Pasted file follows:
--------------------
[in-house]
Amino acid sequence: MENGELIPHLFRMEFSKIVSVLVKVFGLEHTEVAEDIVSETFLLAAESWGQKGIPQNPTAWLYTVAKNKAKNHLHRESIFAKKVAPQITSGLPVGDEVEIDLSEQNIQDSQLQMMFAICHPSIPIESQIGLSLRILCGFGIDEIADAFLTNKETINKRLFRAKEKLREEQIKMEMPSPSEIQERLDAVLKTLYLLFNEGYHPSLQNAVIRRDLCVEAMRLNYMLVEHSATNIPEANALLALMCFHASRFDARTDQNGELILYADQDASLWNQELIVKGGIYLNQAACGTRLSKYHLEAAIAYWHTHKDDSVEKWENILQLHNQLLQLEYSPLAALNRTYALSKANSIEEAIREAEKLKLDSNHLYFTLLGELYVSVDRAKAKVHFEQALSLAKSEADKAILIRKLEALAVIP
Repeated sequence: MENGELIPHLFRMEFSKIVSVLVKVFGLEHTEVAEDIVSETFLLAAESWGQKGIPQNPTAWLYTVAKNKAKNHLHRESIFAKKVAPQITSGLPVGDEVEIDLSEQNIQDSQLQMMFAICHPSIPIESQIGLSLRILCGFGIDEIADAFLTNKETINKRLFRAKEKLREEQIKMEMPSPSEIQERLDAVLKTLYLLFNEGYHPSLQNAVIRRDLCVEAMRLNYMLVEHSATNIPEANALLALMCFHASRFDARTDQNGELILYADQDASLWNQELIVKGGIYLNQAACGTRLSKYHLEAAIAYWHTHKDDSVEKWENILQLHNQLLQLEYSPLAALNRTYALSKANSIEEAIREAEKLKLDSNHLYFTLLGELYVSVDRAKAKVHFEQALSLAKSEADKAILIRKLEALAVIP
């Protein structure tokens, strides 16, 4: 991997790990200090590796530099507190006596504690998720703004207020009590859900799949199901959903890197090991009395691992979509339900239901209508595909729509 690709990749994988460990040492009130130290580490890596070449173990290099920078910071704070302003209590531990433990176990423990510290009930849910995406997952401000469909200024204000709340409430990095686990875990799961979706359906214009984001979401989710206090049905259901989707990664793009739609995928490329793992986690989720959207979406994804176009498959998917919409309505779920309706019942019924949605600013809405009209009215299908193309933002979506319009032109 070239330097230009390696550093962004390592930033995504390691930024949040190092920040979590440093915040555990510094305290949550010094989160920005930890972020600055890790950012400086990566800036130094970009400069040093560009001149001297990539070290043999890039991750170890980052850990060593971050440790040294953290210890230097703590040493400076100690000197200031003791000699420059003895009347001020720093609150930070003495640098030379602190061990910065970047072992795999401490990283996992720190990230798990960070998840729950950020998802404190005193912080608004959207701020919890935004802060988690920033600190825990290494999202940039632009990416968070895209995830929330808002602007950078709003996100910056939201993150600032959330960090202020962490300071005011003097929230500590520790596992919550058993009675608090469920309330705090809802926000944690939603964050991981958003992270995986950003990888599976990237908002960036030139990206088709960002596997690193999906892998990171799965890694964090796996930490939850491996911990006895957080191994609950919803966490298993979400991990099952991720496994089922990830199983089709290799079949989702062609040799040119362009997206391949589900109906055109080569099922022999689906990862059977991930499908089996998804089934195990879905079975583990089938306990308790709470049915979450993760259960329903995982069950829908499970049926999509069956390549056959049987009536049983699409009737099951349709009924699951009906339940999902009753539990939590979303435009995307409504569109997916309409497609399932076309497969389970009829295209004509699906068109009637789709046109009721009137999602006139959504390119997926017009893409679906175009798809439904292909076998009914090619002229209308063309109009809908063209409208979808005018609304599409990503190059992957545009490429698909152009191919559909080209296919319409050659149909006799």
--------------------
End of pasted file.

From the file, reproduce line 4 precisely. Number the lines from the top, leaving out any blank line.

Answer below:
């Protein structure tokens, strides 16, 4: 991997790990200090590796530099507190006596504690998720703004207020009590859900799949199901959903890197090991009395691992979509339900239901209508595909729509 690709990749994988460990040492009130130290580490890596070449173990290099920078910071704070302003209590531990433990176990423990510290009930849910995406997952401000469909200024204000709340409430990095686990875990799961979706359906214009984001979401989710206090049905259901989707990664793009739609995928490329793992986690989720959207979406994804176009498959998917919409309505779920309706019942019924949605600013809405009209009215299908193309933002979506319009032109 070239330097230009390696550093962004390592930033995504390691930024949040190092920040979590440093915040555990510094305290949550010094989160920005930890972020600055890790950012400086990566800036130094970009400069040093560009001149001297990539070290043999890039991750170890980052850990060593971050440790040294953290210890230097703590040493400076100690000197200031003791000699420059003895009347001020720093609150930070003495640098030379602190061990910065970047072992795999401490990283996992720190990230798990960070998840729950950020998802404190005193912080608004959207701020919890935004802060988690920033600190825990290494999202940039632009990416968070895209995830929330808002602007950078709003996100910056939201993150600032959330960090202020962490300071005011003097929230500590520790596992919550058993009675608090469920309330705090809802926000944690939603964050991981958003992270995986950003990888599976990237908002960036030139990206088709960002596997690193999906892998990171799965890694964090796996930490939850491996911990006895957080191994609950919803966490298993979400991990099952991720496994089922990830199983089709290799079949989702062609040799040119362009997206391949589900109906055109080569099922022999689906990862059977991930499908089996998804089934195990879905079975583990089938306990308790709470049915979450993760259960329903995982069950829908499970049926999509069956390549056959049987009536049983699409009737099951349709009924699951009906339940999902009753539990939590979303435009995307409504569109997916309409497609399932076309497969389970009829295209004509699906068109009637789709046109009721009137999602006139959504390119997926017009893409679906175009798809439904292909076998009914090619002229209308063309109009809908063209409208979808005018609304599409990503190059992957545009490429698909152009191919559909080209296919319409050659149909006799």